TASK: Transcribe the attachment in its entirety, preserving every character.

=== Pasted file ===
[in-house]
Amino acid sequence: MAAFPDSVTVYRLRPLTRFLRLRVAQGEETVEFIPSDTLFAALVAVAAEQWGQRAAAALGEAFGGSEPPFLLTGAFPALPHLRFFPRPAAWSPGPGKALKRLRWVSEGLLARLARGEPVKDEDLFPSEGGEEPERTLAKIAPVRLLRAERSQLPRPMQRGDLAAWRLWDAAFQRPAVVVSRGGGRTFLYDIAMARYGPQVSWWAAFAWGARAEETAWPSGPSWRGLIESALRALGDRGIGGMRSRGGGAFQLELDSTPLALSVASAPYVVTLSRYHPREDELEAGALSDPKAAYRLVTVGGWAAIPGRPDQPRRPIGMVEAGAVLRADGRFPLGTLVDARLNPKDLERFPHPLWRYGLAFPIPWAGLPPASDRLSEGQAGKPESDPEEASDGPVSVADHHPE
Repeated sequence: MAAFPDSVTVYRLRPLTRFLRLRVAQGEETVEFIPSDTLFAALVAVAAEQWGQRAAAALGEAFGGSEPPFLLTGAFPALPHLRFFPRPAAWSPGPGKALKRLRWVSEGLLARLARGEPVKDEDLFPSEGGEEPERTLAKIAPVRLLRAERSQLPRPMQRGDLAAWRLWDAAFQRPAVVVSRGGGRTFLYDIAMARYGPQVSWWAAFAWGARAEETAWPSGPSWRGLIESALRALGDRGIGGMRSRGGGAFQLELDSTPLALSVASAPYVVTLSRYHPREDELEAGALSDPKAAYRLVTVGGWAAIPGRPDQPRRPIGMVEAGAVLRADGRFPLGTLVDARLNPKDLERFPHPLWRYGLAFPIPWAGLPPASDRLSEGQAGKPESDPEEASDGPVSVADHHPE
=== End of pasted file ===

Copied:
[in-house]
Amino acid sequence: MAAFPDSVTVYRLRPLTRFLRLRVAQGEETVEFIPSDTLFAALVAVAAEQWGQRAAAALGEAFGGSEPPFLLTGAFPALPHLRFFPRPAAWSPGPGKALKRLRWVSEGLLARLARGEPVKDEDLFPSEGGEEPERTLAKIAPVRLLRAERSQLPRPMQRGDLAAWRLWDAAFQRPAVVVSRGGGRTFLYDIAMARYGPQVSWWAAFAWGARAEETAWPSGPSWRGLIESALRALGDRGIGGMRSRGGGAFQLELDSTPLALSVASAPYVVTLSRYHPREDELEAGALSDPKAAYRLVTVGGWAAIPGRPDQPRRPIGMVEAGAVLRADGRFPLGTLVDARLNPKDLERFPHPLWRYGLAFPIPWAGLPPASDRLSEGQAGKPESDPEEASDGPVSVADHHPE
Repeated sequence: MAAFPDSVTVYRLRPLTRFLRLRVAQGEETVEFIPSDTLFAALVAVAAEQWGQRAAAALGEAFGGSEPPFLLTGAFPALPHLRFFPRPAAWSPGPGKALKRLRWVSEGLLARLARGEPVKDEDLFPSEGGEEPERTLAKIAPVRLLRAERSQLPRPMQRGDLAAWRLWDAAFQRPAVVVSRGGGRTFLYDIAMARYGPQVSWWAAFAWGARAEETAWPSGPSWRGLIESALRALGDRGIGGMRSRGGGAFQLELDSTPLALSVASAPYVVTLSRYHPREDELEAGALSDPKAAYRLVTVGGWAAIPGRPDQPRRPIGMVEAGAVLRADGRFPLGTLVDARLNPKDLERFPHPLWRYGLAFPIPWAGLPPASDRLSEGQAGKPESDPEEASDGPVSVADHHPE